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O, never vales to mortal view,
Appeared like those o'er which they flew!
That land to human spirits given,
The lowermost vales of the storied heaven;
From thence they can view the world below,
And heaven's blue gates with sapphires grow,
More glory yet unmeet to know.
They bore her far to a mountain green, To see what mortal never had seen; And they seated her high on a purple sward, And bade her heed what she saw and heard, And note the changes the spirits wrought, For now she lived in the land of thought. She looked, and she saw nor sun nor skies, But a crystal dome of a thousand dies: She looked, and she saw nae land aright, But an endless whirl of glory and light: And radiant beings went and came Far swifter than wind, or the linked flame. She hid her een frae the dazzling view; She looked again, and the scene was new.
She saw a sun on a summer sky, And clouds of amber sailing bye;
A lovely land beneath her lay,
And that land had glens and mountains gray;
And that land had valleys and hoary piles,
And marled seas, and a thousand isles;
Its fields were speckled, its forests green,
And its lakes were all of the dazzling sheen,
Like magic mirrors, where slumbering lay
The sun and the sky and the cloudlet gray;
Which heaved and trembled, and gently swung,
On every shore they seemed to be hung:
For there they were seen on their downward plain
A thousand times and a thousand again;
In winding lake and placid firth,
Little peaceful heavens in the bosom of earth.
Kilmeny sighed, and seemed to grieve, For she found her heart to that land did cleave; She saw the corn wave on the vale, She saw the deer run down the dale; She.saw the plaid and the broad claymore, And the brows that the badge of freedom bore; And she thought she had seen the land before.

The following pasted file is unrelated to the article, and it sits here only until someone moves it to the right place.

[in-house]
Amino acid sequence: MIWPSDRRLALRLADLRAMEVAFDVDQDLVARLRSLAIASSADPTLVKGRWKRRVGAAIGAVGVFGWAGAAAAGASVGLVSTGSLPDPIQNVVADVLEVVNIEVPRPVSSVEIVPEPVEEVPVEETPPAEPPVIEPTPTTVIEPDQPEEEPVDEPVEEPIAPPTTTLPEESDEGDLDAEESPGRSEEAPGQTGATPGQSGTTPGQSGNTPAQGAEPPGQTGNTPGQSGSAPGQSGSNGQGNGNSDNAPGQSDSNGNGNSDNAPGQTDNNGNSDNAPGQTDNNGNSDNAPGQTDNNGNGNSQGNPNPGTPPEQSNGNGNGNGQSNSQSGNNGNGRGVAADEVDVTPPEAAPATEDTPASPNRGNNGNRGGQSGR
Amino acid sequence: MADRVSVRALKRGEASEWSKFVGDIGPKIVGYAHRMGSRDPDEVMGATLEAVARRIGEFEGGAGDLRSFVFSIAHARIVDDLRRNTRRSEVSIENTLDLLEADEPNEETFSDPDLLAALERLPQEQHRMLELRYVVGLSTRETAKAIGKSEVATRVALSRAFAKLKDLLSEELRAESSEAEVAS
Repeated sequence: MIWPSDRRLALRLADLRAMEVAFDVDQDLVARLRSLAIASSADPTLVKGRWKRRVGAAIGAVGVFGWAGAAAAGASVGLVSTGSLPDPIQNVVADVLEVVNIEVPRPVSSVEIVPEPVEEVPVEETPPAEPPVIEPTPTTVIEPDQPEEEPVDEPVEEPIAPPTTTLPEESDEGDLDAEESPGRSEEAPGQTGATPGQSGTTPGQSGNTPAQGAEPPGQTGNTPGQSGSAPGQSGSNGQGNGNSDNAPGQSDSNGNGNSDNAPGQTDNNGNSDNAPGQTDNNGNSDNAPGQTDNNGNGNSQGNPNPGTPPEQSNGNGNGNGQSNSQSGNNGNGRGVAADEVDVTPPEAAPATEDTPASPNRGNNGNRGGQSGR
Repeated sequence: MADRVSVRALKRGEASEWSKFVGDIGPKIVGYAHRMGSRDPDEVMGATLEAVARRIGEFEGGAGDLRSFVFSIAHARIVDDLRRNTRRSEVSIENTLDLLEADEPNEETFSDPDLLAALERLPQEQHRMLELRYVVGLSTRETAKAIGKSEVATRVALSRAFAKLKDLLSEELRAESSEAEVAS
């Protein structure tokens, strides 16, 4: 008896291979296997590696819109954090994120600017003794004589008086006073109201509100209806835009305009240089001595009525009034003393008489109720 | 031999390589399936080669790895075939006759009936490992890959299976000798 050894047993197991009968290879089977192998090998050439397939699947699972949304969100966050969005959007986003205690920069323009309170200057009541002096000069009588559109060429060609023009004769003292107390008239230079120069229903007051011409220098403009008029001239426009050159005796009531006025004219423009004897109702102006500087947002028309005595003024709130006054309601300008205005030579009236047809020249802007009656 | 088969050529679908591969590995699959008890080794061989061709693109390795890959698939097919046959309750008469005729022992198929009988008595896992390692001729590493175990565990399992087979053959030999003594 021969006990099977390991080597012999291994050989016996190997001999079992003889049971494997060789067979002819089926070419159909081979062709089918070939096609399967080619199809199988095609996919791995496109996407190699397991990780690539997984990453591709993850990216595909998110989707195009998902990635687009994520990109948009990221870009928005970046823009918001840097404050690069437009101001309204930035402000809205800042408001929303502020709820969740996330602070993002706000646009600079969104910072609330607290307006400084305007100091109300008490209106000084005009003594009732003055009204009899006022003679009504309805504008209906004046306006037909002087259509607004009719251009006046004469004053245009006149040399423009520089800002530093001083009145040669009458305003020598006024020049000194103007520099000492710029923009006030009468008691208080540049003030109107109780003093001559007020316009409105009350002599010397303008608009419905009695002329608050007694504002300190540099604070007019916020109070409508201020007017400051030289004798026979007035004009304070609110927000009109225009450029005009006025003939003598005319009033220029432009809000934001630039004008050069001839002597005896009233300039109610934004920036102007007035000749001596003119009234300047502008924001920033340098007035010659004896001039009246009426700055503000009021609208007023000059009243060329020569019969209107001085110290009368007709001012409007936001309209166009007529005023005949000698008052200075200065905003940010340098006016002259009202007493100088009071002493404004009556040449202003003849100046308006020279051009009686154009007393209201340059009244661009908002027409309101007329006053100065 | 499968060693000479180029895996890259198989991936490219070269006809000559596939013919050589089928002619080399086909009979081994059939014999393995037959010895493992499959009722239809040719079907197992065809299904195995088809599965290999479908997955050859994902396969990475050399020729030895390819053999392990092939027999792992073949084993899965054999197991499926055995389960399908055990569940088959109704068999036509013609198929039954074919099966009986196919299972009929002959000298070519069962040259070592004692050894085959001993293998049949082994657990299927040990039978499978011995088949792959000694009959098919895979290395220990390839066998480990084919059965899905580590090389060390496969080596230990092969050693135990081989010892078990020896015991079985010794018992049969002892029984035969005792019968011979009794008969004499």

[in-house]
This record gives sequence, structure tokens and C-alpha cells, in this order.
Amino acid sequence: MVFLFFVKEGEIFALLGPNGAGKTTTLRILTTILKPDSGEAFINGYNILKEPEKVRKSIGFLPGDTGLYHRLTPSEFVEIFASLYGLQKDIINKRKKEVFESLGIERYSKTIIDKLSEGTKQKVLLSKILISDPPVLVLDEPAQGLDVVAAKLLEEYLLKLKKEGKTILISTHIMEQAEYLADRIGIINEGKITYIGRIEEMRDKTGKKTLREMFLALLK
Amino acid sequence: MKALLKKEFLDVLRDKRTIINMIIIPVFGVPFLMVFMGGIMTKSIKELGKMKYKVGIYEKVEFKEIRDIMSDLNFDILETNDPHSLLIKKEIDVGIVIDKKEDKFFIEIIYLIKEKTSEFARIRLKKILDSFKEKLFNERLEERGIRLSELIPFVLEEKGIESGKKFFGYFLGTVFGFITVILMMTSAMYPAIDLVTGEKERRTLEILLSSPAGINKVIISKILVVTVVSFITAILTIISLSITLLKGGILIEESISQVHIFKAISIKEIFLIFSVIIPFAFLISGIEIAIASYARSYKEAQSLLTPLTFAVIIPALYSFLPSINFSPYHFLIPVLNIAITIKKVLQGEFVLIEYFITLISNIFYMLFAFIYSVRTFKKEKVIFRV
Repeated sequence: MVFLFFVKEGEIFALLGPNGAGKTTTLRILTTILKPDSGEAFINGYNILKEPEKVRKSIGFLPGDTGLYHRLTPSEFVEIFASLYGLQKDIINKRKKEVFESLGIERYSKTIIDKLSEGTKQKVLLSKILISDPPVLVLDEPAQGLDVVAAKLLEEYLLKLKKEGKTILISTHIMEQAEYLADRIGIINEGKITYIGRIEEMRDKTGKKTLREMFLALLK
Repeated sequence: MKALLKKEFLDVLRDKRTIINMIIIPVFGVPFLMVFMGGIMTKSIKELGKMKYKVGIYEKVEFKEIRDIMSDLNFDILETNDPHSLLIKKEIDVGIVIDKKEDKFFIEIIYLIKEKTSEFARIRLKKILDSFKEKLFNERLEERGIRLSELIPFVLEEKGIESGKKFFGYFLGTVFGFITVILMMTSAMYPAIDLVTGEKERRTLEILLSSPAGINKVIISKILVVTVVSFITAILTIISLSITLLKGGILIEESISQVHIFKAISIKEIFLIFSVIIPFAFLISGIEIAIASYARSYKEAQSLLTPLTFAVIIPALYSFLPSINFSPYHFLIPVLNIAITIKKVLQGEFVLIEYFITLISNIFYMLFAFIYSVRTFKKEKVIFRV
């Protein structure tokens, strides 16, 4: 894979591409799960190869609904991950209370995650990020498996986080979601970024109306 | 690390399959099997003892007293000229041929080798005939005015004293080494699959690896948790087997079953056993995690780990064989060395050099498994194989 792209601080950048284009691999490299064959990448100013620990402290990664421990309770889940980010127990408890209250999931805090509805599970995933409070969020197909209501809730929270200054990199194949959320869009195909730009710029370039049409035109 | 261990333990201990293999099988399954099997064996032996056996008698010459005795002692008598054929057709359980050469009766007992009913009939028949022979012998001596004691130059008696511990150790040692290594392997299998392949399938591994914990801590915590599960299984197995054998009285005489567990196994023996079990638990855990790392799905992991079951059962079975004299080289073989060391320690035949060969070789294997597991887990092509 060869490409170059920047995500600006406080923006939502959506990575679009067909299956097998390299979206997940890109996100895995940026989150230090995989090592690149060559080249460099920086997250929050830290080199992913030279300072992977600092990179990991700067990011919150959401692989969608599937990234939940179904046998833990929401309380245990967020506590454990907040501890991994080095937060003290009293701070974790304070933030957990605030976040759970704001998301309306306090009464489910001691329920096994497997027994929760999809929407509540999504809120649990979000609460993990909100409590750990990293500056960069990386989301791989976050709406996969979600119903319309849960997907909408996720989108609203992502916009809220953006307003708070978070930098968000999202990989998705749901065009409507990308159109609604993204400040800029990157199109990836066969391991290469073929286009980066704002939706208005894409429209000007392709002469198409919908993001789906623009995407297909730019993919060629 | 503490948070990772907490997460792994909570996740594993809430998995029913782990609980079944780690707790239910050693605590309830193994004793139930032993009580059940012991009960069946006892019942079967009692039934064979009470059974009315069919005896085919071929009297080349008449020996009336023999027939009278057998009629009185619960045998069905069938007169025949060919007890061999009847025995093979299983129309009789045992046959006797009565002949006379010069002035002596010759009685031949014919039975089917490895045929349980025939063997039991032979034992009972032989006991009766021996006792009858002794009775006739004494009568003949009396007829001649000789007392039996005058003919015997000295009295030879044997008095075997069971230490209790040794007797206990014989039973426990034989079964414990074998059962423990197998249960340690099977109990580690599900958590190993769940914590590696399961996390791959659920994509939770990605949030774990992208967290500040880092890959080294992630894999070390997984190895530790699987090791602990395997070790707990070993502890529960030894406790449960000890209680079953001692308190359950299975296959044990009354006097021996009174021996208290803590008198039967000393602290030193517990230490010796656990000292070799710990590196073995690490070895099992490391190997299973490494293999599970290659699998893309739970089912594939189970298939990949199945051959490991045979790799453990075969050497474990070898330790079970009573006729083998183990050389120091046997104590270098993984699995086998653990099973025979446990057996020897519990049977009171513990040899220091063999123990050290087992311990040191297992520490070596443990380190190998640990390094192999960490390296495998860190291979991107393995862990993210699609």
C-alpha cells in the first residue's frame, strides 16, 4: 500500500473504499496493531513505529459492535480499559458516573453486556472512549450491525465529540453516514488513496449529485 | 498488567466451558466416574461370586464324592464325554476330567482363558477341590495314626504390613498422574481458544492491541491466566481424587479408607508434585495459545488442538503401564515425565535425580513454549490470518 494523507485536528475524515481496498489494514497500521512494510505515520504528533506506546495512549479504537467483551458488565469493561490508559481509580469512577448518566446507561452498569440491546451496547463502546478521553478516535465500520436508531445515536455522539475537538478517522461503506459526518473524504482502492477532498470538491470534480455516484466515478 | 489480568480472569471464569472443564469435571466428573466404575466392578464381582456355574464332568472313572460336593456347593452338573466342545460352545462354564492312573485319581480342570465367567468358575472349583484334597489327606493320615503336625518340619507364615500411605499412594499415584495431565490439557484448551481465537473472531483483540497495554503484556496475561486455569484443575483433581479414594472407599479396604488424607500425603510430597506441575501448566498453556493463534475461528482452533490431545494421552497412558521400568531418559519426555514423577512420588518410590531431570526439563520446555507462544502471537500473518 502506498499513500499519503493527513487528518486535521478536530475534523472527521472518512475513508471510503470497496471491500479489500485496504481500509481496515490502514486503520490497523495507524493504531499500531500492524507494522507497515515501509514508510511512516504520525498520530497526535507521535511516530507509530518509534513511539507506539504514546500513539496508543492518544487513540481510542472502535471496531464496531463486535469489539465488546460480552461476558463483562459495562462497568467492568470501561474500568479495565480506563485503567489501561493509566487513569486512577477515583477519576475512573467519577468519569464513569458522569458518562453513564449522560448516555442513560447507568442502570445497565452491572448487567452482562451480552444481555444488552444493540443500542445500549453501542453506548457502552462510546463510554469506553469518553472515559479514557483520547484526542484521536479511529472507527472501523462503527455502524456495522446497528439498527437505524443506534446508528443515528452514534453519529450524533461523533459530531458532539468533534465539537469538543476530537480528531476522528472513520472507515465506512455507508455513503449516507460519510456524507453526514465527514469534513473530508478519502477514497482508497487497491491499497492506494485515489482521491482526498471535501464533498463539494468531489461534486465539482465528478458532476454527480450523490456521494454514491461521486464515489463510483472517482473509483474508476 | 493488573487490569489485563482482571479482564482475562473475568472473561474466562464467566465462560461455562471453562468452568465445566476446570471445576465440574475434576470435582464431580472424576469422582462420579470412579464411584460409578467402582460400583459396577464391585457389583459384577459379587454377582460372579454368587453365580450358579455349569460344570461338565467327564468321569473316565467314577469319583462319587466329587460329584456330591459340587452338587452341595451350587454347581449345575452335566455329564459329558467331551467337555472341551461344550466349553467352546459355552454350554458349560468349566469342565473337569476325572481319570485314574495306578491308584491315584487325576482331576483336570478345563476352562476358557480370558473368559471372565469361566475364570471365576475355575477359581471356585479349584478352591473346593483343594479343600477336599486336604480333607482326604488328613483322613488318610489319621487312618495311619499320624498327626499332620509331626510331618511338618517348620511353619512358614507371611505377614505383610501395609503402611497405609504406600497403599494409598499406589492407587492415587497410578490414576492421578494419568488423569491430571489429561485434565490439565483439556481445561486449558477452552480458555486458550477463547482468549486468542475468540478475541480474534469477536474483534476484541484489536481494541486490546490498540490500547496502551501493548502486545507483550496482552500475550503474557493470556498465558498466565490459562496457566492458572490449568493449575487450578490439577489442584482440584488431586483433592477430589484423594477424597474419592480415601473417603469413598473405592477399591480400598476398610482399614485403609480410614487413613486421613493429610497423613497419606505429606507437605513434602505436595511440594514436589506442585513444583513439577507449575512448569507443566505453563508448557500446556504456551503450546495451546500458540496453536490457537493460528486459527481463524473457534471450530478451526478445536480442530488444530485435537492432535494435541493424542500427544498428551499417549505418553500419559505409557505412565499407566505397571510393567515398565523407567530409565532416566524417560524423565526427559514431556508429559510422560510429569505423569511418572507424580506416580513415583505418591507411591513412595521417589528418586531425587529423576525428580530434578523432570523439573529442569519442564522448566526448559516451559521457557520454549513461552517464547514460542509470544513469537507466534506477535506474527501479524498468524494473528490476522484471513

She saw a lady sit on a throne, The fairest that ever the sun shone on! o>8 ..
A lion licked her hand of milk,
Then a gruff untoward bedes-man came,
Then the gruff grim carle girned amain, And they trampled him down, but he rose again; And he baited the lion to deeds of weir, Till he lapped the blood to the kingdom dear; And weening his head was danger-preef, When crowned with the rose and clover leaf, He gowled at the carle, and chased him away To feed wi' the deer on the mountain gray.
He gowled at the carle, and he gecked at heaven,
She saw below her fair unfurled
With a mooted wing and waefu' maen, The eagle sought her eiry again;
But lang may she cower in her bloody nest,
But to sing the sights Kilmeny saw,
Then Kilmeny begged again to see The friends she had left in her own countrye, To tell of the place where she had been, And the glories that lay in the land unseen; To warn the living maidens fair, The loved of heaven, the spirits' care, That all whose minds unmeled remain Shall bloom in beauty when time is gane.
With distant music, soft and deep, They lulled Kilmeny sound asleep;